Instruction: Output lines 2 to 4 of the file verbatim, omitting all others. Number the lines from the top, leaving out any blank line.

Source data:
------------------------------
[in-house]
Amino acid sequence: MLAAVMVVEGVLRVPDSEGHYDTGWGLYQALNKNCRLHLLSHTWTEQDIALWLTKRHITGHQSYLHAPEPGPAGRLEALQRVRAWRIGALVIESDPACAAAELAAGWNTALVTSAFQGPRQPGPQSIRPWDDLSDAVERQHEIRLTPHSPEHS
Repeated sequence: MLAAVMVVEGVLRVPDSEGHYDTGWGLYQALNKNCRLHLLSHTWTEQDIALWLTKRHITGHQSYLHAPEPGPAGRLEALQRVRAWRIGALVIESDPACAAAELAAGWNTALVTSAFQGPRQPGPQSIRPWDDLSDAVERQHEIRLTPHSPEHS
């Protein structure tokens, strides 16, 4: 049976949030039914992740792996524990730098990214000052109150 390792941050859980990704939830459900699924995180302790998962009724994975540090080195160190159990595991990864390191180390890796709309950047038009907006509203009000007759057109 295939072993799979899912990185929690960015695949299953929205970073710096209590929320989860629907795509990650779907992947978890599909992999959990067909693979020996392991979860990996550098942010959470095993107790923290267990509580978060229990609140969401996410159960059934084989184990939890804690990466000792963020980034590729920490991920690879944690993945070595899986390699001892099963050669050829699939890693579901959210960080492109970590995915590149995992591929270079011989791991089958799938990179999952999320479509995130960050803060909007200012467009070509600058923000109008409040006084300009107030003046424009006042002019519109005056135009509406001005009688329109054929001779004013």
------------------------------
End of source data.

Amino acid sequence: MLAAVMVVEGVLRVPDSEGHYDTGWGLYQALNKNCRLHLLSHTWTEQDIALWLTKRHITGHQSYLHAPEPGPAGRLEALQRVRAWRIGALVIESDPACAAAELAAGWNTALVTSAFQGPRQPGPQSIRPWDDLSDAVERQHEIRLTPHSPEHS
Repeated sequence: MLAAVMVVEGVLRVPDSEGHYDTGWGLYQALNKNCRLHLLSHTWTEQDIALWLTKRHITGHQSYLHAPEPGPAGRLEALQRVRAWRIGALVIESDPACAAAELAAGWNTALVTSAFQGPRQPGPQSIRPWDDLSDAVERQHEIRLTPHSPEHS
């Protein structure tokens, strides 16, 4: 049976949030039914992740792996524990730098990214000052109150 390792941050859980990704939830459900699924995180302790998962009724994975540090080195160190159990595991990864390191180390890796709309950047038009907006509203009000007759057109 295939072993799979899912990185929690960015695949299953929205970073710096209590929320989860629907795509990650779907992947978890599909992999959990067909693979020996392991979860990996550098942010959470095993107790923290267990509580978060229990609140969401996410159960059934084989184990939890804690990466000792963020980034590729920490991920690879944690993945070595899986390699001892099963050669050829699939890693579901959210960080492109970590995915590149995992591929270079011989791991089958799938990179999952999320479509995130960050803060909007200012467009070509600058923000109008409040006084300009107030003046424009006042002019519109005056135009509406001005009688329109054929001779004013």